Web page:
There is a bit of good news and a bit of bad news. I am not particularly optimistic at this point because I do not think that, again other than a few outstanding legislators, there is the necessary will on the part of the federal government to do anything to slow this down.

ARTHUR HOLLAND MICHEL: Something that has not yet come up is that these tools do seem to operate in something of a legal “blind spot,” if you will. There are not specific rules for fusion technologies.

CHRIS GILLIARD: Absolutely. Again, I think the distinction between what constitutes public and private makes things difficult. As Eleni alluded to, often the things that law enforcement may not be able to do on their own, they can easily go buy in terms of data that they want on a segment of people or individuals.

I may catch a little bit of heat for this. I think the Amazon thing that Eleni mentioned is important, but the opposite side of that coin is that because of the way doorbell cameras have now become almost ubiquitous and because of fusion, now the police do not need to go to Amazon or Google to get the information; they can just have the doorbell footage sent directly to them. Again, this typically needs the consent of the person with the camera, but a lot of people have very much absorbed the narrative that surveillance equals safety, so often that is not a trick to get people to consent.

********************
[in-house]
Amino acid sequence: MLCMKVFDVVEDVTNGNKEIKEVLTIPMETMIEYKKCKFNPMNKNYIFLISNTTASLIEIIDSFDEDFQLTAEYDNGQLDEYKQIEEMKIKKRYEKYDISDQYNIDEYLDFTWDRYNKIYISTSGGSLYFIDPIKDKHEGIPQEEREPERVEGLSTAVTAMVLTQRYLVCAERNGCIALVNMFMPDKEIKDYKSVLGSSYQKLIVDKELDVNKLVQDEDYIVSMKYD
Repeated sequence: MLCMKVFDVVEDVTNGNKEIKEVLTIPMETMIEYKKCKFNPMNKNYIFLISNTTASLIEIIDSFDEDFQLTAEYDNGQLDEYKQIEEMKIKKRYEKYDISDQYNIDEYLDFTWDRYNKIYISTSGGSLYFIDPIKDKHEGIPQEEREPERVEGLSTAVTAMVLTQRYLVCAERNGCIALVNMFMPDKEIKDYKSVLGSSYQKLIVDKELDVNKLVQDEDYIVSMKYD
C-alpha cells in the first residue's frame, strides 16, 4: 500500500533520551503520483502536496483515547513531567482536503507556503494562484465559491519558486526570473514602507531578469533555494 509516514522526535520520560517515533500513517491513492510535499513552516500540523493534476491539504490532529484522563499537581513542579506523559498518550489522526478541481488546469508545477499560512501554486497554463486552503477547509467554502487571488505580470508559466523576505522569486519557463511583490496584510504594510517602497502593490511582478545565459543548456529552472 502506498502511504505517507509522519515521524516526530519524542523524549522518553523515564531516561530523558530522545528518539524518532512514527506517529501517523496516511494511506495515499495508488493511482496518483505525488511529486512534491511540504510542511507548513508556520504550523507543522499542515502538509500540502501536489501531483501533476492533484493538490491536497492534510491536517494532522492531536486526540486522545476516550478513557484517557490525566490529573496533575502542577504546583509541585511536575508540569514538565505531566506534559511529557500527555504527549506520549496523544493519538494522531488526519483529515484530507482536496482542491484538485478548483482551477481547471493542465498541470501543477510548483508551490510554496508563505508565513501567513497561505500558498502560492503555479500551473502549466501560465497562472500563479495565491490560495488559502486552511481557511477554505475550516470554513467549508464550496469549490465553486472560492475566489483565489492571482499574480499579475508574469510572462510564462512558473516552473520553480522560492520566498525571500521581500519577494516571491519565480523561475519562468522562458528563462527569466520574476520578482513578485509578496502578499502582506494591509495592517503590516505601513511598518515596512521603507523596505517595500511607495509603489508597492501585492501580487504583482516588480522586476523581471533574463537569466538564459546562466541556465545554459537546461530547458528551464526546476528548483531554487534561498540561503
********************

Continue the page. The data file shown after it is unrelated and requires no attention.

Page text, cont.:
ARTHUR HOLLAND MICHEL: Though not indeed the consent of the people who may find themselves on that person’s porch.

CHRIS GILLIARD: Precisely.

ARTHUR HOLLAND MICHEL: This may be a good moment to jump over to some of our questions. I am going to read a handful of them out, and our esteemed panelists can address multiple questions at one time.